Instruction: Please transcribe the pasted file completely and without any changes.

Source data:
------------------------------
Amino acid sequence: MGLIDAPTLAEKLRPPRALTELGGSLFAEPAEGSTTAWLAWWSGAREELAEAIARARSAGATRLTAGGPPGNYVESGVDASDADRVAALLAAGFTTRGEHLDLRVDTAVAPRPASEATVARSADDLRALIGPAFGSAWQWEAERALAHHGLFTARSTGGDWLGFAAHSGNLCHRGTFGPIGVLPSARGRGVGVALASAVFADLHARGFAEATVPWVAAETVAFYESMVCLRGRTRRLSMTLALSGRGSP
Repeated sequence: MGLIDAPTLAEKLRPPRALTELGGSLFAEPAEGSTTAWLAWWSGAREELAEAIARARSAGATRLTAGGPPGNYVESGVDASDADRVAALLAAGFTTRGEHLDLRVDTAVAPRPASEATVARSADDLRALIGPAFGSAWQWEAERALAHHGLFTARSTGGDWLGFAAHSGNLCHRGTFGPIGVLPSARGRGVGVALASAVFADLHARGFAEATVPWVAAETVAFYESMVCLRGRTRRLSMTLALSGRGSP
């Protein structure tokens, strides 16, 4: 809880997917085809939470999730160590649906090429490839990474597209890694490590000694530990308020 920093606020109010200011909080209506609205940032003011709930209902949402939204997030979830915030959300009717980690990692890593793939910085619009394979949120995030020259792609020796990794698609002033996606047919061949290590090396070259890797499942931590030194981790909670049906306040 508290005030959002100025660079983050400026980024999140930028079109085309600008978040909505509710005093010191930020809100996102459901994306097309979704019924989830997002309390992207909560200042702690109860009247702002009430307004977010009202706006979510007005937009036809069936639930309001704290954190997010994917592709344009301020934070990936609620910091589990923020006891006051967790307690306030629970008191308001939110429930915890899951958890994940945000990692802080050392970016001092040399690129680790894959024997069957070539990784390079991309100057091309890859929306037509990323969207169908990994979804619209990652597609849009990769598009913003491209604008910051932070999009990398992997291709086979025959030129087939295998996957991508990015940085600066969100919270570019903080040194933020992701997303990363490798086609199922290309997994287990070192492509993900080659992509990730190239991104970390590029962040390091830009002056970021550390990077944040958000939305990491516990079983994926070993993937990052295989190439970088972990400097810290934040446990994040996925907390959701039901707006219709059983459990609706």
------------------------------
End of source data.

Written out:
Amino acid sequence: MGLIDAPTLAEKLRPPRALTELGGSLFAEPAEGSTTAWLAWWSGAREELAEAIARARSAGATRLTAGGPPGNYVESGVDASDADRVAALLAAGFTTRGEHLDLRVDTAVAPRPASEATVARSADDLRALIGPAFGSAWQWEAERALAHHGLFTARSTGGDWLGFAAHSGNLCHRGTFGPIGVLPSARGRGVGVALASAVFADLHARGFAEATVPWVAAETVAFYESMVCLRGRTRRLSMTLALSGRGSP
Repeated sequence: MGLIDAPTLAEKLRPPRALTELGGSLFAEPAEGSTTAWLAWWSGAREELAEAIARARSAGATRLTAGGPPGNYVESGVDASDADRVAALLAAGFTTRGEHLDLRVDTAVAPRPASEATVARSADDLRALIGPAFGSAWQWEAERALAHHGLFTARSTGGDWLGFAAHSGNLCHRGTFGPIGVLPSARGRGVGVALASAVFADLHARGFAEATVPWVAAETVAFYESMVCLRGRTRRLSMTLALSGRGSP
């Protein structure tokens, strides 16, 4: 809880997917085809939470999730160590649906090429490839990474597209890694490590000694530990308020 920093606020109010200011909080209506609205940032003011709930209902949402939204997030979830915030959300009717980690990692890593793939910085619009394979949120995030020259792609020796990794698609002033996606047919061949290590090396070259890797499942931590030194981790909670049906306040 508290005030959002100025660079983050400026980024999140930028079109085309600008978040909505509710005093010191930020809100996102459901994306097309979704019924989830997002309390992207909560200042702690109860009247702002009430307004977010009202706006979510007005937009036809069936639930309001704290954190997010994917592709344009301020934070990936609620910091589990923020006891006051967790307690306030629970008191308001939110429930915890899951958890994940945000990692802080050392970016001092040399690129680790894959024997069957070539990784390079991309100057091309890859929306037509990323969207169908990994979804619209990652597609849009990769598009913003491209604008910051932070999009990398992997291709086979025959030129087939295998996957991508990015940085600066969100919270570019903080040194933020992701997303990363490798086609199922290309997994287990070192492509993900080659992509990730190239991104970390590029962040390091830009002056970021550390990077944040958000939305990491516990079983994926070993993937990052295989190439970088972990400097810290934040446990994040996925907390959701039901707006219709059983459990609706």